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7 Ways to Boost your Credit Score

Your credit score is  an essential element in knowing your financial health. The higher your credit score is, the higher the chances are for you to get approved for a loan.

Your credit score can be as low as 300 up to 850. A score of 800 + is a “perfect” score, which means a higher chance of getting your loan application approved. Just recently, the FICO score has reached its highest ever, an all time high of 706. For those who don’t know, FICO is the standard for calculating the credit score, which uses the 300-850 range. Your FICO score will depend on several factors, such as payment history, the length of the loan period, current debt, and types of debt.

To attain a good credit score, here are a few ways to do so.

Pay bills on time 

The factor that mostly affects credit score is how timely you pay your debt. It shows how you are paying for your existing debt and how you will pay for your future debt. If you pay on time, this indicates that you will also pay on time for your future debts.

If you’re behind in some of your payments, make them current before applying for another credit. Pledge yourself to make payments on time by setting up automatic payments or creating calendars and phone reminders to ensure your timely payment.

Pay previous debts and keep your credit balance low 

Credit utilization is also a factor to consider to increase your credit score. This factor is the amount of revolving credit you are currently using over the amount of revolving credit available for you to use, or your credit limit.

For example, if you have a loan of $10 and your credit limit is $100, then your credit utilization ratio is 10%.

You should keep your credit utilization ratio at 30%. If it goes beyond 30%, then you should pay off a chunk of your debt to decrease the ratio. Keeping a low credit utilization ratio makes lenders think you have not used up all your credit limits. Keeping a low credit utilization ratio can be done by looking for other sources of income and cutting back on your expenses.

Apply for new credit only when needed

Applying for new credit increases your credit limit. However, it hurts your credit score if you apply after a short period of time from your last application. Having an increased credit limit tempts you to spend more than what you can pay. This results in being drowned in too much credit.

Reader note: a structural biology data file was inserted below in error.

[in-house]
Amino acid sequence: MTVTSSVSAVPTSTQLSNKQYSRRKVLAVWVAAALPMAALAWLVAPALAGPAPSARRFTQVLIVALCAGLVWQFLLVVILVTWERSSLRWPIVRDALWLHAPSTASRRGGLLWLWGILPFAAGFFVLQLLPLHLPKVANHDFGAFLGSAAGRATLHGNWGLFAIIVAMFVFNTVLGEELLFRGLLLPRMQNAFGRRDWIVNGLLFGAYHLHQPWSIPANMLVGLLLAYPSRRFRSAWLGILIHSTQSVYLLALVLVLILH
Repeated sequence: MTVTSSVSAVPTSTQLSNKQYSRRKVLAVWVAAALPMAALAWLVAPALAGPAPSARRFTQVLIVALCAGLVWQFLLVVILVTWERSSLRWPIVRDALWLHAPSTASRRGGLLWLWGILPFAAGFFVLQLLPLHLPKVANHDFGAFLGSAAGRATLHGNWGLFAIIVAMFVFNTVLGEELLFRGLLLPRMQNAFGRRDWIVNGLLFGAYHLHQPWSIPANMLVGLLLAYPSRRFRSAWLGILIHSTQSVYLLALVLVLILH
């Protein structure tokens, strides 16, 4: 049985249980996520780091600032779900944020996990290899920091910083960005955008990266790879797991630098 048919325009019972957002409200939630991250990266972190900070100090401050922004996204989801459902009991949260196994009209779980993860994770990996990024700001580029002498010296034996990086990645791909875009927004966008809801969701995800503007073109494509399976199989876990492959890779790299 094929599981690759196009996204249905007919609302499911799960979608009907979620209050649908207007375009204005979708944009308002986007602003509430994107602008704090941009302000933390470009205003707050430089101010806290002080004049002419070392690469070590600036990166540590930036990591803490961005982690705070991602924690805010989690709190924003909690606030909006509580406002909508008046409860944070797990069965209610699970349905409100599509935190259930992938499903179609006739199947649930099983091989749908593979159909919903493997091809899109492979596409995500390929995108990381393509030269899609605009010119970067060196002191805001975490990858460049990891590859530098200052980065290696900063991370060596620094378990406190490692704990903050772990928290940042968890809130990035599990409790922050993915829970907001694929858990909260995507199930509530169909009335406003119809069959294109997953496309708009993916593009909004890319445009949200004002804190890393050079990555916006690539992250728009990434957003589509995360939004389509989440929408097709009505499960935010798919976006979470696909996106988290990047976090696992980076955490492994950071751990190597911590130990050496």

Avoid applying for multiple credits

Applying for multiple credits simultaneously can hurt your credit score. Having numerous applications suggests that you are a riskier borrower than someone who is occasionally applying. In every credit application, your credit report is flagged for “hard inquiry.” This inquiry is different from a “soft inquiry,” where the lender only looks into small details, like employment checks and self-checks.

Each inquiry into your credit can drop your credit score by a few points. And hard inquiries always trigger a temporary decrease in the credit score. These hard inquiries are the ones you need to limit or avoid.

Look for 0% interest

Some lenders offer 0% interest valid for up to 2 years. Zero-interest is ideal for those who are looking to pay within those years without interest. Having a 0% interest will make it easier for you to pay your debt. However, if you do not finish paying for your loan in 2 years, then the interest will kick in.

Keep accounts open

Coming from bad credit, some consider closing off their credit accounts. However, do not close paid off or unused credit accounts. Your credit age and history can dramatically affect your credit score. The older your average credit age is, the more you appeal to the lenders.

Closing credit account means losing its credit limit that affects your credit utilization ratio, which in turn lowers your credit score. Just make sure to use these credit cards occasionally or never at all. Closing an account shows up in the credit report anyway.

Check your credit reports 

Check your credit reports for any errors or inaccuracies from Equifax, Experian, or TransUnion. There may be incorrect information on your credit reports that will hurt your credit score, such as misreported timely payment reports or open accounts, even if you already paid them off. If you find any errors, you can have it removed through “dispute.”

After “disputing” your concerns, then the incorrect information will be corrected, unverified information will be updated and deleted, and verified information will remain in your credit report. Do not fret; filing a dispute will not affect your credit score.

Takeaway

If you want to improve your credit score, the two main things you should do is to pay your bills on time and to keep your credit balances low. If you do these two, then you are guaranteed that your credit score will increase, and your chances of the approval of your credit application will be higher.

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